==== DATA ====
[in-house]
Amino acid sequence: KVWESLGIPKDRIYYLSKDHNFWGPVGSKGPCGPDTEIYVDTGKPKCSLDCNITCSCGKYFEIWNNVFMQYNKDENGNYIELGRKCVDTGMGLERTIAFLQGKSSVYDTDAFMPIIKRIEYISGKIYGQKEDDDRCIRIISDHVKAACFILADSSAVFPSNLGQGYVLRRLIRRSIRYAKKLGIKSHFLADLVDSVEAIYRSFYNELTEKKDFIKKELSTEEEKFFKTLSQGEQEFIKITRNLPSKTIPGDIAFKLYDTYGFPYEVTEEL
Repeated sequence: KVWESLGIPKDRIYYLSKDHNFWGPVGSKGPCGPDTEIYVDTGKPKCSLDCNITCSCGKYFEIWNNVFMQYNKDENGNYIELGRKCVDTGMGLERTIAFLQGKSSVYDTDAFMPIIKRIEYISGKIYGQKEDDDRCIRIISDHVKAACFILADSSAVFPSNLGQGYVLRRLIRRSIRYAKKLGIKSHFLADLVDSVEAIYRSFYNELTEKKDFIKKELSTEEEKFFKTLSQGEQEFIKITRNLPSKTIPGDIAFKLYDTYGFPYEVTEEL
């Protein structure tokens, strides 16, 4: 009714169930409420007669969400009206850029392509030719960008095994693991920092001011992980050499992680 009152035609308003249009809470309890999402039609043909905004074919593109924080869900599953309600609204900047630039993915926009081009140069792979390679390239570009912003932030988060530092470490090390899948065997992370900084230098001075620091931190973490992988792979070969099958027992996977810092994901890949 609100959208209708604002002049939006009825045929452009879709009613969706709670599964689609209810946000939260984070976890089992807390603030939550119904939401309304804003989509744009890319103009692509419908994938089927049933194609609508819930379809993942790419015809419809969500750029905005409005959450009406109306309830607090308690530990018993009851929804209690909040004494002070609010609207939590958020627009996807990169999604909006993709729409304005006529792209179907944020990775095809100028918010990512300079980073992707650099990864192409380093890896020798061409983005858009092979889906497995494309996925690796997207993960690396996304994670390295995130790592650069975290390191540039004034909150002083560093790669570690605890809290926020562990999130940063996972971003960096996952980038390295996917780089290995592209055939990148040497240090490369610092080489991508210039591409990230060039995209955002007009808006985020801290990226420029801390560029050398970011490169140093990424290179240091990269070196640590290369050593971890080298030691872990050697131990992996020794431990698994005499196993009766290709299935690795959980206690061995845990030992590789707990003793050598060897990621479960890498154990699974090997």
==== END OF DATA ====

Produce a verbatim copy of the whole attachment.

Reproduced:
[in-house]
Amino acid sequence: KVWESLGIPKDRIYYLSKDHNFWGPVGSKGPCGPDTEIYVDTGKPKCSLDCNITCSCGKYFEIWNNVFMQYNKDENGNYIELGRKCVDTGMGLERTIAFLQGKSSVYDTDAFMPIIKRIEYISGKIYGQKEDDDRCIRIISDHVKAACFILADSSAVFPSNLGQGYVLRRLIRRSIRYAKKLGIKSHFLADLVDSVEAIYRSFYNELTEKKDFIKKELSTEEEKFFKTLSQGEQEFIKITRNLPSKTIPGDIAFKLYDTYGFPYEVTEEL
Repeated sequence: KVWESLGIPKDRIYYLSKDHNFWGPVGSKGPCGPDTEIYVDTGKPKCSLDCNITCSCGKYFEIWNNVFMQYNKDENGNYIELGRKCVDTGMGLERTIAFLQGKSSVYDTDAFMPIIKRIEYISGKIYGQKEDDDRCIRIISDHVKAACFILADSSAVFPSNLGQGYVLRRLIRRSIRYAKKLGIKSHFLADLVDSVEAIYRSFYNELTEKKDFIKKELSTEEEKFFKTLSQGEQEFIKITRNLPSKTIPGDIAFKLYDTYGFPYEVTEEL
């Protein structure tokens, strides 16, 4: 009714169930409420007669969400009206850029392509030719960008095994693991920092001011992980050499992680 009152035609308003249009809470309890999402039609043909905004074919593109924080869900599953309600609204900047630039993915926009081009140069792979390679390239570009912003932030988060530092470490090390899948065997992370900084230098001075620091931190973490992988792979070969099958027992996977810092994901890949 609100959208209708604002002049939006009825045929452009879709009613969706709670599964689609209810946000939260984070976890089992807390603030939550119904939401309304804003989509744009890319103009692509419908994938089927049933194609609508819930379809993942790419015809419809969500750029905005409005959450009406109306309830607090308690530990018993009851929804209690909040004494002070609010609207939590958020627009996807990169999604909006993709729409304005006529792209179907944020990775095809100028918010990512300079980073992707650099990864192409380093890896020798061409983005858009092979889906497995494309996925690796997207993960690396996304994670390295995130790592650069975290390191540039004034909150002083560093790669570690605890809290926020562990999130940063996972971003960096996952980038390295996917780089290995592209055939990148040497240090490369610092080489991508210039591409990230060039995209955002007009808006985020801290990226420029801390560029050398970011490169140093990424290179240091990269070196640590290369050593971890080298030691872990050697131990992996020794431990698994005499196993009766290709299935690795959980206690061995845990030992590789707990003793050598060897990621479960890498154990699974090997």